With its 3500 seats, this Moorish style synagogue built in 1854 is the largest European synagogue and the second largest in the world. Its reading table in the choir, its two side pulpits, its organ and the rich decoration reveal the architect’s Catholic obedience. During the Second World War, it housed German radio and also served as a stable. In 1944, a ghetto of some 70,000 Jews formed around the religious building. The synagogue entrance ticket also allows you to visit the Jewish Museum, both closed on Saturdays.

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Located at the end of the capital’s most important artery, Andrássy Avenue, this monumental square is also dedicated to the country’s 7 founding heroes. The avenue and square have been classified as a UNESCO World Heritage Site since 1987. The semi-circular square has many statues, including those of the 7 heroes surrounding a 45m column surmounted by the statue of the archangel Gabriel. On the two peristyles at the back, stand the statues of sovereigns and other important Hungarian figures. Near the square are the Fine Arts Museum and the art gallery Műcsarnok.


This open-air museum is 10km south of Budapest but easily accessible by bus. About forty gigantic statues erected to the glory of the communist regime are gathered there. They were previously located in different parts of Budapest and were moved shortly after 1989, when the regime fell. The statues of Marx and Lenin are intact, but of Stalin, only the boots remain because the population destroyed the rest during the October 1956 insurrection. Documents relating to this revolution are on display in the park museum.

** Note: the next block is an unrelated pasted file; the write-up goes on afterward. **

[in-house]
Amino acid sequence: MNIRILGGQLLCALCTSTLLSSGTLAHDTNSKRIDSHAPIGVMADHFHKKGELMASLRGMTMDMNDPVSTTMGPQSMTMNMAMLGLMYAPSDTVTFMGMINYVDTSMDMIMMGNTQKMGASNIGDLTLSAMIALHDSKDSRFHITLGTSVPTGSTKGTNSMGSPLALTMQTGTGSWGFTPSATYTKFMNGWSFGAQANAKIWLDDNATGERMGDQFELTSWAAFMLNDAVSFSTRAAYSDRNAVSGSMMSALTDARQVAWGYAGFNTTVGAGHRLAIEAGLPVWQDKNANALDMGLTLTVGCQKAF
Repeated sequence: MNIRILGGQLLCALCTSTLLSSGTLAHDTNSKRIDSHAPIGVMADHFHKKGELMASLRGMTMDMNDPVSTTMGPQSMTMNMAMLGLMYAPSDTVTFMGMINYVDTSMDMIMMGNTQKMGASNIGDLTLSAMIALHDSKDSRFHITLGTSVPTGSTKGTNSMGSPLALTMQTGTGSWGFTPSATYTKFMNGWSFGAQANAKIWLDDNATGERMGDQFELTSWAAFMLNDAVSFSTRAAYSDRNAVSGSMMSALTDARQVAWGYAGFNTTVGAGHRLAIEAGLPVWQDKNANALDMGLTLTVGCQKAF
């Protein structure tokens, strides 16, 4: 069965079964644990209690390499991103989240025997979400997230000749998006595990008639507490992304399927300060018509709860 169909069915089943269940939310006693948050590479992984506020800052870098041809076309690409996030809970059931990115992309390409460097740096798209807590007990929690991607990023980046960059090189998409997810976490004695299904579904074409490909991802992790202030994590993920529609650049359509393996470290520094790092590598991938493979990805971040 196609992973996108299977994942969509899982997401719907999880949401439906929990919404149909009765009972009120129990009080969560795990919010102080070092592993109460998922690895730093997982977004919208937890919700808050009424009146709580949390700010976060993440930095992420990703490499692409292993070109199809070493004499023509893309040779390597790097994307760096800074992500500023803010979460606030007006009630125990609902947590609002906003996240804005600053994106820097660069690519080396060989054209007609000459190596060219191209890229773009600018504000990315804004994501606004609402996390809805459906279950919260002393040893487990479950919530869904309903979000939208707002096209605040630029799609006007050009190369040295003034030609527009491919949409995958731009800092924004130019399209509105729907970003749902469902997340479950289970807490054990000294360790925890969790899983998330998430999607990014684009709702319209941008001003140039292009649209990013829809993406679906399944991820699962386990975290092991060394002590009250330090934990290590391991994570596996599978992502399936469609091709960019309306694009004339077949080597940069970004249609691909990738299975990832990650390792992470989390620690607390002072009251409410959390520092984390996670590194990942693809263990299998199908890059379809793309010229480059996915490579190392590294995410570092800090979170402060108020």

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Budapest has been known as a spa city since ancient times thanks to the many springs that supply its thermal baths. Some basins are mixed, others are reserved for men or women. The Turkish baths Rudas and Király, dating from the 16th century, are among the most famous. A magnificent stone dome surmounts the central basin surrounded by small swimming pools of different temperatures. The Széchenyi Baths form a complex of 15 swimming pools, 3 of which are large, in the open air, with hot water. The baths at Hotel Gellért, accessible to non-residents, are also very famous but swimming there is expensive.

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A romkocsma is a bar installed on several floors of an abandoned building. It therefore has several rooms with a bar and sometimes a dance floor. The first to open its doors in 2001 was the Szimpla Kert and it was quickly copied. Each of these bars has its own style but the decoration is generally made of heterogeneous objects of recovery. If at the beginning the Ruin Pubs were the meeting place for artists, nowadays people come here to have a drink and have a bite to eat. There are also Underground Bars.


If you can visit Budapest in 3 or 4 days, here are some other places and activities to do:

  • Walking around the Városliget
  • The Statue of Liberty, at the top of the Gellért-hegy
  • The Hungarian National Museum
  • The archaeological site of Aquincum
  • The pedestrian street of Vaci Utca
  • The flea market of Pest (Ecseri piac)
  • Terror Haza Muzeum (House of Terror)
  • Margit-sziget Island
  • The Hungarian National Gallery
  • The caves of Varnegyed and those of Szemlo-hegy
  • Budapest Central Halls (Budapesti Központi Vásárcsarnok)
  • The hills of Buda
  • Admire the panorama from the hill of Gellért-hegy
  • Take the tramway along the Danube at sunset
  • Andrassy Avenue
  • The great Kerepesi cemetery
  • Attend the Sziget festival, the largest music festival in Europe
  • The Ethnographic Museum (Neprajzi Muzeum)


Budapest is a student city with a rich and varied nightlife. To go out, you will have the choice between student bars, smoother jazz clubs, barges, rooftops, kert (equivalent to the Berlin biergarten)…

  • Szimpla Kert, a pub with an atypical decor
  • High Note SkyBar, a rooftop bar with a superb view